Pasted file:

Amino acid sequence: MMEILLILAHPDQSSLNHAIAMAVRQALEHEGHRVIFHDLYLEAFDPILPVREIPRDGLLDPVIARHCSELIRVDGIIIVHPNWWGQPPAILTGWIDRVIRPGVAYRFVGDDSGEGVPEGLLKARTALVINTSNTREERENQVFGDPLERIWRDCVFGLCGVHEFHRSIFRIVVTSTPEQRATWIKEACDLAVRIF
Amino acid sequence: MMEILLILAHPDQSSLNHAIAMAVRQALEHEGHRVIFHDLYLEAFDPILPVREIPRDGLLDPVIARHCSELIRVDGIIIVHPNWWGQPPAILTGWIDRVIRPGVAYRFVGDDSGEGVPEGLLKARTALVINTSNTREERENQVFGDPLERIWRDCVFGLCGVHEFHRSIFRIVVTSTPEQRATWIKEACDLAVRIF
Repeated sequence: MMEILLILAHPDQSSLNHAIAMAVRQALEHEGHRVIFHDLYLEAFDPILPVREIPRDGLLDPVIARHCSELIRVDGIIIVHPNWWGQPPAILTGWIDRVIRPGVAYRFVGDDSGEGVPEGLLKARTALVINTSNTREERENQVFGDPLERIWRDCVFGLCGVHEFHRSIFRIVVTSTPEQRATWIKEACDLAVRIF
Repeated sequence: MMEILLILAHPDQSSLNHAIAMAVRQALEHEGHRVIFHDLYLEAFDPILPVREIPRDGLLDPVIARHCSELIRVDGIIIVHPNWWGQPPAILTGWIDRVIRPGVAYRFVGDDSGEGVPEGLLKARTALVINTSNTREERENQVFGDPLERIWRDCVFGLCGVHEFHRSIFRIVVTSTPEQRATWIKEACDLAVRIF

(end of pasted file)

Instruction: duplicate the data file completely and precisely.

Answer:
Amino acid sequence: MMEILLILAHPDQSSLNHAIAMAVRQALEHEGHRVIFHDLYLEAFDPILPVREIPRDGLLDPVIARHCSELIRVDGIIIVHPNWWGQPPAILTGWIDRVIRPGVAYRFVGDDSGEGVPEGLLKARTALVINTSNTREERENQVFGDPLERIWRDCVFGLCGVHEFHRSIFRIVVTSTPEQRATWIKEACDLAVRIF
Amino acid sequence: MMEILLILAHPDQSSLNHAIAMAVRQALEHEGHRVIFHDLYLEAFDPILPVREIPRDGLLDPVIARHCSELIRVDGIIIVHPNWWGQPPAILTGWIDRVIRPGVAYRFVGDDSGEGVPEGLLKARTALVINTSNTREERENQVFGDPLERIWRDCVFGLCGVHEFHRSIFRIVVTSTPEQRATWIKEACDLAVRIF
Repeated sequence: MMEILLILAHPDQSSLNHAIAMAVRQALEHEGHRVIFHDLYLEAFDPILPVREIPRDGLLDPVIARHCSELIRVDGIIIVHPNWWGQPPAILTGWIDRVIRPGVAYRFVGDDSGEGVPEGLLKARTALVINTSNTREERENQVFGDPLERIWRDCVFGLCGVHEFHRSIFRIVVTSTPEQRATWIKEACDLAVRIF
Repeated sequence: MMEILLILAHPDQSSLNHAIAMAVRQALEHEGHRVIFHDLYLEAFDPILPVREIPRDGLLDPVIARHCSELIRVDGIIIVHPNWWGQPPAILTGWIDRVIRPGVAYRFVGDDSGEGVPEGLLKARTALVINTSNTREERENQVFGDPLERIWRDCVFGLCGVHEFHRSIFRIVVTSTPEQRATWIKEACDLAVRIF